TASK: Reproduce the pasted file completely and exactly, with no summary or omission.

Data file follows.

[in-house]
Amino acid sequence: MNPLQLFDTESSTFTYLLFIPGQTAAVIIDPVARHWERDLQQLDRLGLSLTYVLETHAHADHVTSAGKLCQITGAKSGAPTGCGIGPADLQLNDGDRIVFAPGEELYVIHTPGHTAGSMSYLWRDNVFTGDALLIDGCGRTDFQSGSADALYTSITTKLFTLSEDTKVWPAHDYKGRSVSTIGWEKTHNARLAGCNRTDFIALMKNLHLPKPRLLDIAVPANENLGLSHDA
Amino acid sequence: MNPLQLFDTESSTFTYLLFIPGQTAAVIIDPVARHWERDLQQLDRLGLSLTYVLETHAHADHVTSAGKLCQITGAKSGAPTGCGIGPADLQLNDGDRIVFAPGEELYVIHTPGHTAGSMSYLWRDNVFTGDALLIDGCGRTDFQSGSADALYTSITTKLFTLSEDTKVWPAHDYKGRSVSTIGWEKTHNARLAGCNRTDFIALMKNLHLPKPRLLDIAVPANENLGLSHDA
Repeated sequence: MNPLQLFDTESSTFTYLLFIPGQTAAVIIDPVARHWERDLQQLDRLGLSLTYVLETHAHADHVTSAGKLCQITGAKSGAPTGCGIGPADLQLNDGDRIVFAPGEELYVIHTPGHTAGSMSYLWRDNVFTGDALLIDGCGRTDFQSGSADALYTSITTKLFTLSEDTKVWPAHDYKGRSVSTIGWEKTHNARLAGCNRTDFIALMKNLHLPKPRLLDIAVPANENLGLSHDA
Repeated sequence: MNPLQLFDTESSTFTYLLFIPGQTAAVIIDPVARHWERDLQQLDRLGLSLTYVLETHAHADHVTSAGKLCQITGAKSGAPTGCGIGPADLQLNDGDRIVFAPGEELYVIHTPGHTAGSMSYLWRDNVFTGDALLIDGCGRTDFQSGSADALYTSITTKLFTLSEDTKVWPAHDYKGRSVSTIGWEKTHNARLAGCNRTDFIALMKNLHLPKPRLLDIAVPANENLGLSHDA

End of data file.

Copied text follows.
[in-house]
Amino acid sequence: MNPLQLFDTESSTFTYLLFIPGQTAAVIIDPVARHWERDLQQLDRLGLSLTYVLETHAHADHVTSAGKLCQITGAKSGAPTGCGIGPADLQLNDGDRIVFAPGEELYVIHTPGHTAGSMSYLWRDNVFTGDALLIDGCGRTDFQSGSADALYTSITTKLFTLSEDTKVWPAHDYKGRSVSTIGWEKTHNARLAGCNRTDFIALMKNLHLPKPRLLDIAVPANENLGLSHDA
Amino acid sequence: MNPLQLFDTESSTFTYLLFIPGQTAAVIIDPVARHWERDLQQLDRLGLSLTYVLETHAHADHVTSAGKLCQITGAKSGAPTGCGIGPADLQLNDGDRIVFAPGEELYVIHTPGHTAGSMSYLWRDNVFTGDALLIDGCGRTDFQSGSADALYTSITTKLFTLSEDTKVWPAHDYKGRSVSTIGWEKTHNARLAGCNRTDFIALMKNLHLPKPRLLDIAVPANENLGLSHDA
Repeated sequence: MNPLQLFDTESSTFTYLLFIPGQTAAVIIDPVARHWERDLQQLDRLGLSLTYVLETHAHADHVTSAGKLCQITGAKSGAPTGCGIGPADLQLNDGDRIVFAPGEELYVIHTPGHTAGSMSYLWRDNVFTGDALLIDGCGRTDFQSGSADALYTSITTKLFTLSEDTKVWPAHDYKGRSVSTIGWEKTHNARLAGCNRTDFIALMKNLHLPKPRLLDIAVPANENLGLSHDA
Repeated sequence: MNPLQLFDTESSTFTYLLFIPGQTAAVIIDPVARHWERDLQQLDRLGLSLTYVLETHAHADHVTSAGKLCQITGAKSGAPTGCGIGPADLQLNDGDRIVFAPGEELYVIHTPGHTAGSMSYLWRDNVFTGDALLIDGCGRTDFQSGSADALYTSITTKLFTLSEDTKVWPAHDYKGRSVSTIGWEKTHNARLAGCNRTDFIALMKNLHLPKPRLLDIAVPANENLGLSHDA